“If you are going to build muscle, you have to eat more meat.” If you are an athlete, the odds are you have heard some version of this statement at some point in your lifetime.
For most, meat = protein = muscle = athletic success. In contrast, the highly visible success of athletes in 2018 (and prior) who shun animal products is challenging this belief as the number of athletes following a vegan diet is growing at a rapid pace. Many athletes are claiming that they are lighter, stronger, more successful, and healing faster with a plant diet providing an impetus, if not the tipping point, for the rest of us.
Global elite sports stars that have gone vegan include Venus Williams, Lewis Hamilton, David Haye, Mike Tyson, Tia Blanco, Jermain Defoe, Steph Davis, and UFC star Nate Diaz - just to name a handful. Certainly, more and more elite athletes are turning to veganism in a bid to improve performance levels.
So, how does a plant-based diet help improve performance?
Fueled by Plants
Dr. Neal Barnard, President of the Physicians Committee for Responsible Medicine and his colleagues have examined the science behind the advantages a plant-based diet provides to athletes. In a new review, he published these interesting claims for the performance-boosting power of a plant-based diet:
- A plant-based diet keeps athletes’ hearts strong by reversing plaque, bringing down blood pressure and cholesterol, and reducing weight.
- Meat consumption and high cholesterol levels exacerbate inflammation, which can result in pain and impair athletic performance and recovery. A plant-based diet may have an anti-inflammatory effect.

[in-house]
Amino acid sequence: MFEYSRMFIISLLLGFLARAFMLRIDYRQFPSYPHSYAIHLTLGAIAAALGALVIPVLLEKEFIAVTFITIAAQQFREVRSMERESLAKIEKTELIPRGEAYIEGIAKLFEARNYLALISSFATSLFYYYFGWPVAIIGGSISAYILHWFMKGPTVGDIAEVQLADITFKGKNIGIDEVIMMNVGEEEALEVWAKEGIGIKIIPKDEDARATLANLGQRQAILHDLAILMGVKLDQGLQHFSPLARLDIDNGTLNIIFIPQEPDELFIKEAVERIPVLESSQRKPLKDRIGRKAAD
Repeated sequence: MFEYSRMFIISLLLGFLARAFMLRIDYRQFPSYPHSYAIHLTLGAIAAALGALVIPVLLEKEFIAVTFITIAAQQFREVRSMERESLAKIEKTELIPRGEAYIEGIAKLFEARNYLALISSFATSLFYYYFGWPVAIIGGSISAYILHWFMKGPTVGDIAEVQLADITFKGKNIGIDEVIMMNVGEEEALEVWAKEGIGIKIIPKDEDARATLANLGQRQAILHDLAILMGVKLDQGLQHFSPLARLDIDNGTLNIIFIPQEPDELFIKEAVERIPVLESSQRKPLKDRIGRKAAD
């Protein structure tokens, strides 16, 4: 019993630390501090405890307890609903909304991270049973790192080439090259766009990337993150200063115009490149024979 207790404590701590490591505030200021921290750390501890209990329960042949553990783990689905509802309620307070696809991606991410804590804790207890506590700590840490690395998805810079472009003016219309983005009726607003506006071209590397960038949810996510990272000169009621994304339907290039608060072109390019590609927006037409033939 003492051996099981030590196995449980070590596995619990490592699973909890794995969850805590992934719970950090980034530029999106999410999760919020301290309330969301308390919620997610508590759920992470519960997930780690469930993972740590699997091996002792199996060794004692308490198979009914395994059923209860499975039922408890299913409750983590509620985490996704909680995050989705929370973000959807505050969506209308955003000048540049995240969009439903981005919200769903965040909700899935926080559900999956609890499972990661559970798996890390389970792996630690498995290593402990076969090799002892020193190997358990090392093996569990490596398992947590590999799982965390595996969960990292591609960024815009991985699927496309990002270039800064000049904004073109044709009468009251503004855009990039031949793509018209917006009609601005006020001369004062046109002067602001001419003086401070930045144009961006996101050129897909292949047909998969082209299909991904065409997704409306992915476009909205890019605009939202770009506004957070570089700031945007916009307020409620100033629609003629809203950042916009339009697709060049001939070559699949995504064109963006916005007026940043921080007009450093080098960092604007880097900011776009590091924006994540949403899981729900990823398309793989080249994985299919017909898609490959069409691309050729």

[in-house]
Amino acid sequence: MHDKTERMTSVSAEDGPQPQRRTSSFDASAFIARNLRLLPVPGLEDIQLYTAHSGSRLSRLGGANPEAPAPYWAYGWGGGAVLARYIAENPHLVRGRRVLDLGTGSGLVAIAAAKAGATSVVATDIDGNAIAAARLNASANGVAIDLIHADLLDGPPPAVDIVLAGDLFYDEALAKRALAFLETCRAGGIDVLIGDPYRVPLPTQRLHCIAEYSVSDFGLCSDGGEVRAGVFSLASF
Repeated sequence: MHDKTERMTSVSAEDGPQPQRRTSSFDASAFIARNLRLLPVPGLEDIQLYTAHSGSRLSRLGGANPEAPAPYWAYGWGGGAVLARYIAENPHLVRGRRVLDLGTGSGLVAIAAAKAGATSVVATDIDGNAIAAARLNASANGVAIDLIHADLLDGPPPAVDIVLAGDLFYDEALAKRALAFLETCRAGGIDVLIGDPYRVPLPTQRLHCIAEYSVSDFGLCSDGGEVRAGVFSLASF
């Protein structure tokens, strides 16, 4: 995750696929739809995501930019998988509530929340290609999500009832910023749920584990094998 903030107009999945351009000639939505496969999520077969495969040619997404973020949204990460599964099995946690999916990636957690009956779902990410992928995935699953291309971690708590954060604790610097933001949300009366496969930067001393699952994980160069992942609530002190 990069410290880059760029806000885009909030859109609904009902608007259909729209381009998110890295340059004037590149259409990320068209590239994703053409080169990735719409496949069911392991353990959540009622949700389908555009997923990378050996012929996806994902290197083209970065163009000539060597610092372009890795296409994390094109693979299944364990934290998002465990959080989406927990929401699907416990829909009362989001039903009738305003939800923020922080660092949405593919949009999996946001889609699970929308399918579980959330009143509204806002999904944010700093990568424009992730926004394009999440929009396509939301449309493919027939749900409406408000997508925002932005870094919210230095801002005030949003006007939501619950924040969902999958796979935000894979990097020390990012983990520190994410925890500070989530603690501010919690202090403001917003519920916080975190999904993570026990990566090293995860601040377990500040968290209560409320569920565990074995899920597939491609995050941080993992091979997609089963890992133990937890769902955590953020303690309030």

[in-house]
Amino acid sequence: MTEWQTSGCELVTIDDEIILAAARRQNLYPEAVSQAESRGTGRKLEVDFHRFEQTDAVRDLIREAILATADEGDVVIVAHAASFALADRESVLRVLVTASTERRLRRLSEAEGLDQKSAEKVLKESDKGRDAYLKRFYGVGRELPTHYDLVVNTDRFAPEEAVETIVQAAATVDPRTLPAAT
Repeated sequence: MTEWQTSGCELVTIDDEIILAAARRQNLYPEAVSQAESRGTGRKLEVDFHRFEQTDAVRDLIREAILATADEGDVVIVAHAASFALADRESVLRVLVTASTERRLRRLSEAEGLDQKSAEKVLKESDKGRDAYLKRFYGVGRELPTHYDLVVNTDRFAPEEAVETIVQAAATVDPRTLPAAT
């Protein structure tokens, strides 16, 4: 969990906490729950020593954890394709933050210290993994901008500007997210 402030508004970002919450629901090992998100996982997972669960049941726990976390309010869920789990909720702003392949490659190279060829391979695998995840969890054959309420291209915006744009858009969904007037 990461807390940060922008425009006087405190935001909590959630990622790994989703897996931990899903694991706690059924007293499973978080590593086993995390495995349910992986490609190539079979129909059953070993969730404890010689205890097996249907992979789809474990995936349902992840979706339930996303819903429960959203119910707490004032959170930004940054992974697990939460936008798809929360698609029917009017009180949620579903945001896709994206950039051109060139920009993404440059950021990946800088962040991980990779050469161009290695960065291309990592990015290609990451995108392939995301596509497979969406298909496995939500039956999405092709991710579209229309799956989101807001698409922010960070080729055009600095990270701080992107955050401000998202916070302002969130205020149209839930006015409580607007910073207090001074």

- A plant-based diet, which is low in saturated fat and free of cholesterol, helps improve blood viscosity. That helps more oxygen reach the muscles, which improves athletic performance.
- Plant-based diets improve arterial flexibility and diameter, leading to better blood flow.
- Compared with meat-eaters, people eating a plant-based diet get more antioxidants, which help neutralize free radicals. Free radicals lead to muscle fatigue, reduced athletic performance, and impaired recovery.
- Plant-based diets, which are typically low in fat and high in fiber, can reduce body fat. Reduced body fat is associated with increased aerobic capacity – or the ability to use oxygen to fuel exercise. Studies show that athletes on a plant-based diet increase the maximum amount of oxygen they can use during intense exercise – leading to better endurance.
With claims like these, it is no wonder why more athletes are currently pursuing a vegan lifestyle. Let’s look at what some have to say about going vegan.
Vegan Football Player: David Carter
David Carter is a former NFL Defensive Linebacker and vegan activist. On his website, The 300 Pound Vegan, he explains how going vegan is better for his long-term health. “Converting to a whole foods-based lifestyle was the best decision I could have made for my body, mind and spirit.” He thought about how the average life span of a professional football player is only fifty-six due in part to excessive consumption of anial products. Red meat contains a lot of saturated fat, which is a known risk factor in the development of several chronic illnesses including heart disease, stroke, and certain cancers.
“By making this one small change not only have I saved my own life but the countless lives of voiceless and defenseless animals everywhere. Not to mention veganism is great for our planet as well. Becoming vegan has given me a greater purpose, something bigger than myself to fight for, and fight I will.”
Vegan Pro Bodybuilder: Julia Hubbard
Julia Hubbard is a former masters 200m world champion, current British indoor 200m champion, and in bodybuilding, 3 x NPA British Champion, 3 x World Champion, Universe Champion, and former Olympia Champion.